Current events in the Straits of Mackinac


A model showing how fast pollution would spread in each location. Image: NOAA/Kaye LaFond

By Kate Habrel

You can  watch water flow through the Straits of Mackinac with an online animation that shows it switch directions and reach speeds as fast as some Great Lakes rivers.

The animations are produced by the National Oceanic and Atmospheric Administration (NOAA). While they’re not updated in real time, they’re meant to show the predictability of the currents in the Straits.

And that’s important to help freighter captains predict the speed and direction of currents through the region and for search and rescue operations to find lost people and boats.

“We got a lot of press calls about the Straits and people wanting information,” said Kaye LaFond, a NOAA graphic designer who created the page. “We really needed a place to direct people to a home for our research.”


Model showing how currents on the surface run opposite those on the bottom during the summer. Image: NOAA/Kaye LaFond

Visitors to the page can watch the currents speed up, slow down and change directions. Perhaps the most startling discovery is the dynamic nature of the Straits. For example, currents at the surface flow in the opposite direction as currents at the bottom during the summer.

The system that made the animations possible monitors currents, temperatures, waves and water level fluctuations in real time. It’s been in place since 2004.

The model grew out of an effort to track pollution. Interest rose after an oil pipeline belonging to Canadian company Enbridge Inc. ruptured. It contaminated the Kalamazoo River near Marshall, Michigan.

A pipeline belonging to the same company runs underneath the Straits.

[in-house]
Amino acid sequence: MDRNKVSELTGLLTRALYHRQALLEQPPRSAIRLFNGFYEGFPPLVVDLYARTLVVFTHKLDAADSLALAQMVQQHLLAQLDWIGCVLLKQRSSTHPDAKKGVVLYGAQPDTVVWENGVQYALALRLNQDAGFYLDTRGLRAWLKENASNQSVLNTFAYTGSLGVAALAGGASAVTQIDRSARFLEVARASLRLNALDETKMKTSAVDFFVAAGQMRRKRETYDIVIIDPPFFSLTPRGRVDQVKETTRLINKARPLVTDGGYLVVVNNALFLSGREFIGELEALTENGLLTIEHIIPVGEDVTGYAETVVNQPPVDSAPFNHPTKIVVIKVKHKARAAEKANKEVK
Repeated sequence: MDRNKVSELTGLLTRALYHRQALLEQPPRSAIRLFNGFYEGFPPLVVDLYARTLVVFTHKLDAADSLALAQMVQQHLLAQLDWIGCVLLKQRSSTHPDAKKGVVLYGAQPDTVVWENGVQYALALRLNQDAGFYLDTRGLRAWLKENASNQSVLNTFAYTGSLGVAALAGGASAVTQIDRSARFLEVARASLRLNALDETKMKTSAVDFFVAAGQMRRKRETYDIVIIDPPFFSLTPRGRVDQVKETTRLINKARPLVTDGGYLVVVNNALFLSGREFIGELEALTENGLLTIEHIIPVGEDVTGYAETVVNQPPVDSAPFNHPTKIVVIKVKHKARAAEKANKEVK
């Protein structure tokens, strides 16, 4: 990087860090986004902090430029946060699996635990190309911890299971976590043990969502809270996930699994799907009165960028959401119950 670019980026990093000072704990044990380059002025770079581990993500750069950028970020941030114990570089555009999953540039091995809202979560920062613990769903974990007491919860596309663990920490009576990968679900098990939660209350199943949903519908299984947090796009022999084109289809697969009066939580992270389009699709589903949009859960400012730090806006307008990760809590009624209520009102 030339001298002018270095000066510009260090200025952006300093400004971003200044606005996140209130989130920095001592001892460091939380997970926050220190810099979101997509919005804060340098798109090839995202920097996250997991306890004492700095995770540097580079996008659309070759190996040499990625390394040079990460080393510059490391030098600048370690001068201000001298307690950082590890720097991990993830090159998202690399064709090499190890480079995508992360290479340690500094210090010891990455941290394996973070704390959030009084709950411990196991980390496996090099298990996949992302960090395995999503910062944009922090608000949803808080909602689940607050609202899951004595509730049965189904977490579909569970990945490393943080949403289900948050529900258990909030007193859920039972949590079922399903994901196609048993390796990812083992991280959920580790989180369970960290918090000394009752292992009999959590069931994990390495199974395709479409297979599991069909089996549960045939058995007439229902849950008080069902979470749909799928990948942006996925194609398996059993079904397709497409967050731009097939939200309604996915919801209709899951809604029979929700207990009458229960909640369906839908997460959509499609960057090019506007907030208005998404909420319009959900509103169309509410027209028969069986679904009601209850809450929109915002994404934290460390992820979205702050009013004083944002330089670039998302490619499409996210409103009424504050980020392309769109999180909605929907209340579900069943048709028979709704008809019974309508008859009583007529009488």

The model was used in a 2015 oil spill readiness exercise that predicted where the water currents would take pollution if that pipeline broke. The U.S. Coast Guard practiced boating maneuvers based on the information.

Supporters and opponents of  the oil pipeline have expressed interest in the system, LaFond said. But the page is for anyone.


The location of the Straits. Image: NOAA/Kaye LaFond

Data from the Straits is part of an ongoing upgrade for even greater accuracy.

Previous models consisted of domains that cover specific locations, said Eric Anderson, an oceanographer at NOAA. The new one shows how the domains interact with each other.

“So we’re expanding our reach into spots we didn’t have before,” he said. “Even though we’ve had a model for each lake predicting these conditions, we’re now getting these to finer details.”

His lab has already received positive reaction to the animations through phone calls and social media, he said.

LaFond said she hopes it will inspire similar projects.

“It’s so important to us as a lab that the work our scientists are doing is made accessible to people,” LaFond said. “Because really, science is for all of us. It’s for everybody in the Great Lakes. It belongs to all of us and hopefully benefits all of us.”

Updates to the forecasting model will include the Huron-Erie corridor, the waterway that drains Lake Huron  into the St Clair River, through Lake St Clair to the Detroit River and into Lake Erie.

Researchers also hope to upgrade systems monitoring Lake Michigan, Lake Superior and Lake Huron.

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